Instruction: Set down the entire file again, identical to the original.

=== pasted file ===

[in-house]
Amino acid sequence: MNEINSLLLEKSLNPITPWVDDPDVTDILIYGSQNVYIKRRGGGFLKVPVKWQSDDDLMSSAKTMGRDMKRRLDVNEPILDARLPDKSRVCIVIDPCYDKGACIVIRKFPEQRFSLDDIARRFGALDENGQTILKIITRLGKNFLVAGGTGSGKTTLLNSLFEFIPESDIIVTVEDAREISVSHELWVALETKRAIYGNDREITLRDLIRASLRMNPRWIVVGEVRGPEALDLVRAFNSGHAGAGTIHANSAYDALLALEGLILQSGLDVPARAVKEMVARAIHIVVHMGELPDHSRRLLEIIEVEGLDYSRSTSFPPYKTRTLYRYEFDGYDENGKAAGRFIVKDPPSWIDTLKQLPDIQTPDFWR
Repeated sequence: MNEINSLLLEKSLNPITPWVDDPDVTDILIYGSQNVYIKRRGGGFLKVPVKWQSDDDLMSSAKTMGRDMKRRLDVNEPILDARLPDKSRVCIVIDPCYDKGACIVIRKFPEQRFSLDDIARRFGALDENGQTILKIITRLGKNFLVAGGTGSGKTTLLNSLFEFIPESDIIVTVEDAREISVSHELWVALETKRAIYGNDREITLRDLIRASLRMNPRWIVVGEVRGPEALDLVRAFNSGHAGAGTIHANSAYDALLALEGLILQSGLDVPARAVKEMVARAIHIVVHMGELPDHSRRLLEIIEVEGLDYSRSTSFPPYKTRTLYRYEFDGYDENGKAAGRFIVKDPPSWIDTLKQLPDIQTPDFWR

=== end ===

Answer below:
[in-house]
Amino acid sequence: MNEINSLLLEKSLNPITPWVDDPDVTDILIYGSQNVYIKRRGGGFLKVPVKWQSDDDLMSSAKTMGRDMKRRLDVNEPILDARLPDKSRVCIVIDPCYDKGACIVIRKFPEQRFSLDDIARRFGALDENGQTILKIITRLGKNFLVAGGTGSGKTTLLNSLFEFIPESDIIVTVEDAREISVSHELWVALETKRAIYGNDREITLRDLIRASLRMNPRWIVVGEVRGPEALDLVRAFNSGHAGAGTIHANSAYDALLALEGLILQSGLDVPARAVKEMVARAIHIVVHMGELPDHSRRLLEIIEVEGLDYSRSTSFPPYKTRTLYRYEFDGYDENGKAAGRFIVKDPPSWIDTLKQLPDIQTPDFWR
Repeated sequence: MNEINSLLLEKSLNPITPWVDDPDVTDILIYGSQNVYIKRRGGGFLKVPVKWQSDDDLMSSAKTMGRDMKRRLDVNEPILDARLPDKSRVCIVIDPCYDKGACIVIRKFPEQRFSLDDIARRFGALDENGQTILKIITRLGKNFLVAGGTGSGKTTLLNSLFEFIPESDIIVTVEDAREISVSHELWVALETKRAIYGNDREITLRDLIRASLRMNPRWIVVGEVRGPEALDLVRAFNSGHAGAGTIHANSAYDALLALEGLILQSGLDVPARAVKEMVARAIHIVVHMGELPDHSRRLLEIIEVEGLDYSRSTSFPPYKTRTLYRYEFDGYDENGKAAGRFIVKDPPSWIDTLKQLPDIQTPDFWR